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Moussaoui Reverses Guilty Plea

Aired July 26, 2002 - 10:32   ET

THIS IS A RUSH TRANSCRIPT. THIS COPY MAY NOT BE IN ITS FINAL FORM AND MAY BE UPDATED.


DARYN KAGAN, CNN ANCHOR: Now, another front in the war on terrorism: the courtroom. Zacarias Moussaoui delivered yet another surprise when he returned to court. He withdrew the bombshell guilty pleas that he had entered just one week earlier.
Our Deborah Feyerick is following this story for us from Virginia.

(BEGIN VIDEOTAPE)

DEBORAH FEYERICK, CNN CORRESPONDENT (voice-over): Zacarias Moussaoui changed his mind and his guilty plea, saying to admit to everything the government's accused him of would mean certain death. Exactly what he's trying to avoid.

FRANK DUNHAM, MOUSSAOUI STANDBY ATTORNEY: He found out what the repercussions of a guilty plea were, what it was he had to swallow so to speak, what facts he had to agree to in order to plead guilty. And I don't think he understood that he had to admit 9/11 in order to plead guilty.

FEYERICK: At the start of the hearing, Moussaoui tried pleading guilty to four of the six conspiracy counts of terrorism and hijacking. But as the judge went over each charge, it soon became clear Moussaoui wasn't ready to admit to a role in the September 11 attacks.

EDWARD MACMAHON, MOUSSAOUI STANDBY ATTORNEY: What you saw today in court is consistent with the way he's behaved in court every time. He said he was a member of al Qaeda, but that he had nothing to do with 9/11. So that has not changed one bit.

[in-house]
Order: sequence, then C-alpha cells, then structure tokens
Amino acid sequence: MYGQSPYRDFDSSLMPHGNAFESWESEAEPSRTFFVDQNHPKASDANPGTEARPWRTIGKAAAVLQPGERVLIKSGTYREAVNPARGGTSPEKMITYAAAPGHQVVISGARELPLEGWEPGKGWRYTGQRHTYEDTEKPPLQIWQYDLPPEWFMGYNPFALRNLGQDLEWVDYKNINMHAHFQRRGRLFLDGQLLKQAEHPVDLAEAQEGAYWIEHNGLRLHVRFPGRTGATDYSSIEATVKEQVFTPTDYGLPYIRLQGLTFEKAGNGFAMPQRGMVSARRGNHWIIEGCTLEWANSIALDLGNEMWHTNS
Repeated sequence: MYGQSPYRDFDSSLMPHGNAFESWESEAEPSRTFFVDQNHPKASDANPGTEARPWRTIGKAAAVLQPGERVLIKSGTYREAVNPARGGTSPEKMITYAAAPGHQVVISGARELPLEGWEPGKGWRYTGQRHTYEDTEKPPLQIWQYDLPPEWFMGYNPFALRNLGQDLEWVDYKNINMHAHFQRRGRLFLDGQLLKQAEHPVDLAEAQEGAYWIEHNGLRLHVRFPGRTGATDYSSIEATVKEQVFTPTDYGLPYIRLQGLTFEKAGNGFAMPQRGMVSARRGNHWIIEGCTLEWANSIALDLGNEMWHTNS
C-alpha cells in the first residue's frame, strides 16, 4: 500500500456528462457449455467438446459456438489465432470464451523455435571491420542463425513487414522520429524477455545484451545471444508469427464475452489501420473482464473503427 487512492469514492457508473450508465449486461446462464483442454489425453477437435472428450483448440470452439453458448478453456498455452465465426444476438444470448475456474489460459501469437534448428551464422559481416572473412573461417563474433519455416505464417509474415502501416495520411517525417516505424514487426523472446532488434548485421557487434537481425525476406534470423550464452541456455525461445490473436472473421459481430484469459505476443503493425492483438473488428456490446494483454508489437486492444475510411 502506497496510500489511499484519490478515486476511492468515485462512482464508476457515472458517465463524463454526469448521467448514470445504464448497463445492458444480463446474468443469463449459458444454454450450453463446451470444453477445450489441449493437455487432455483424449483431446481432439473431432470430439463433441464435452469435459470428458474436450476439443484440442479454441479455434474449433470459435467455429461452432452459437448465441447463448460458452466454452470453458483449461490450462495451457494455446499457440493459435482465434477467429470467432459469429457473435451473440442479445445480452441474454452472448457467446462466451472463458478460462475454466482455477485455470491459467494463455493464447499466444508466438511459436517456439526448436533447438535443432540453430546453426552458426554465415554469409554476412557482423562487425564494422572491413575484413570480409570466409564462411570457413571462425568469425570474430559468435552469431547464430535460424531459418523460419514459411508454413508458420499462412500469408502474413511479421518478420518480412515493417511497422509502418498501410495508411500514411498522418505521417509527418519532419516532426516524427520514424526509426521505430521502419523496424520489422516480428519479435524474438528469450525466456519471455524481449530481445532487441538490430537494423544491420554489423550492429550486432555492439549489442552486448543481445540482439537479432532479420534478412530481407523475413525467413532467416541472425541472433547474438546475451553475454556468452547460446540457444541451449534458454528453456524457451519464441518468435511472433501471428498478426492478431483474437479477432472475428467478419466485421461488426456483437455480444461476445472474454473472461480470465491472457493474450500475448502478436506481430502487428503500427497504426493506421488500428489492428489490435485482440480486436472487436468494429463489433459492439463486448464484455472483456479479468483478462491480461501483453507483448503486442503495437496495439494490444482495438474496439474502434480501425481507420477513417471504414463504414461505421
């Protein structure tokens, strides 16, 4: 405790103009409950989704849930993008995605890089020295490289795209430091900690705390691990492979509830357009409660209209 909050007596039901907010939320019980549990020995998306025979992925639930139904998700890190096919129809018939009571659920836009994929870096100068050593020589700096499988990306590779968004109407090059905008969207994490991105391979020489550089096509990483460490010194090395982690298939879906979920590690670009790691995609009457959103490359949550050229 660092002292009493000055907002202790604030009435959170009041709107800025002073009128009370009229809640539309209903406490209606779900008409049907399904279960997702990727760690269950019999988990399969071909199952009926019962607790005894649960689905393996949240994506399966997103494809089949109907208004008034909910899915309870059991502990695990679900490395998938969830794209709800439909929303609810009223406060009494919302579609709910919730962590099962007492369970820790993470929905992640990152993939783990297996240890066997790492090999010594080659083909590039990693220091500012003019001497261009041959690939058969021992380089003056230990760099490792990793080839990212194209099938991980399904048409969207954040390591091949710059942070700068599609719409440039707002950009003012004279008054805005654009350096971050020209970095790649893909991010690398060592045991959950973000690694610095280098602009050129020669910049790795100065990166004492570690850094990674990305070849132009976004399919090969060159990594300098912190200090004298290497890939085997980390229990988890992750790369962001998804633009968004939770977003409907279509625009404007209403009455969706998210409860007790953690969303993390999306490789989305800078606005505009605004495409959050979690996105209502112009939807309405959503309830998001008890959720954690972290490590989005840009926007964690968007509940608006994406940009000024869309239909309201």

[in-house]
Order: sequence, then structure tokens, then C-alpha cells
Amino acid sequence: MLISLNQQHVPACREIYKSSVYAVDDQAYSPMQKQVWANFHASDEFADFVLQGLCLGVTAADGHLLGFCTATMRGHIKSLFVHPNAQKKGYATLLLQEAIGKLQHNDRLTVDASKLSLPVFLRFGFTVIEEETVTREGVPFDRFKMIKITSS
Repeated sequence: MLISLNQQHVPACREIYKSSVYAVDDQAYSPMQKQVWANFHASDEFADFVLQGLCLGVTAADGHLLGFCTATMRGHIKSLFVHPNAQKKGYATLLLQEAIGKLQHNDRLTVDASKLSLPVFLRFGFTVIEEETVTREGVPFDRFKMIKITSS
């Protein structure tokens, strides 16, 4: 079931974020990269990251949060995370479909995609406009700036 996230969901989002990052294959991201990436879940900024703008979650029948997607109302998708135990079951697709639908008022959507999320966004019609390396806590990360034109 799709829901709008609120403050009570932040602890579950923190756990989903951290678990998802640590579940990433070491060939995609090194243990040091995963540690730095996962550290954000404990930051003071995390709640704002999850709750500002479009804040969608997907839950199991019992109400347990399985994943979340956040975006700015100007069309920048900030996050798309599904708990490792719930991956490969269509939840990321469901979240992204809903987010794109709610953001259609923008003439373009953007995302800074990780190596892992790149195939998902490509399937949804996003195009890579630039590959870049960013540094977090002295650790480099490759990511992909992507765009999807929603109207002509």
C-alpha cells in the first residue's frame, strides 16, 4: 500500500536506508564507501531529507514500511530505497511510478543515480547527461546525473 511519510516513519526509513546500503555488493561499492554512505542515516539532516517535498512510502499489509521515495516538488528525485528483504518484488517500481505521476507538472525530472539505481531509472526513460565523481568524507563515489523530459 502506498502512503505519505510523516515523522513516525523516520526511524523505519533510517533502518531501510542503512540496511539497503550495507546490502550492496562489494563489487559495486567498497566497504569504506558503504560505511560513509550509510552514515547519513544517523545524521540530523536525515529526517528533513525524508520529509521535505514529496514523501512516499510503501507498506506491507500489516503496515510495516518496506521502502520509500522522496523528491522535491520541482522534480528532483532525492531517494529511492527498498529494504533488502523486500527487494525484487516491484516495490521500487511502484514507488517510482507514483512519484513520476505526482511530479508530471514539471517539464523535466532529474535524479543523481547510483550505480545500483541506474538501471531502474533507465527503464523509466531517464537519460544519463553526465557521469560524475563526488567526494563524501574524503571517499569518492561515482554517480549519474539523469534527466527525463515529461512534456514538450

FEYERICK: With the guilty plea stalling, Moussaoui asked the judge for a 15 minutes recess. He said a prayer, accused Judge Leoni Brinkema of putting conditions to his plea, and told her, you want to link me to certain facts that will guarantee my death. Suicide he reminded the judge is prohibited under Islamic law.

And with that Moussaoui said, "I have to withdraw my guilty plea." He had hoped to avoid a trial and jump straight to the penalty phase, so he could tell the jury exactly what he did. Not in his words, but what the government says he did. And though he called an American jury his enemies, he said they would be honest enemies.

PROF. MARY CHEH, GEORGE WASHINGTON UNIVERSITY LAW SCHOOL: He's under a mistaken notion about what his position is. He's also under some sort of, I don't know, romantic or fanciful notion that if he just gets before a group of citizens and gets to tell his side, that they will spare his life.

FEYERICK: With the case now going to trial, Moussaoui will have a massive amount of evidence to sort through. If all goes according to schedule, opening statements are scheduled to begin as early as mid-October.

Deborah Feyerick, CNN, Washington.

(END VIDEOTAPE)

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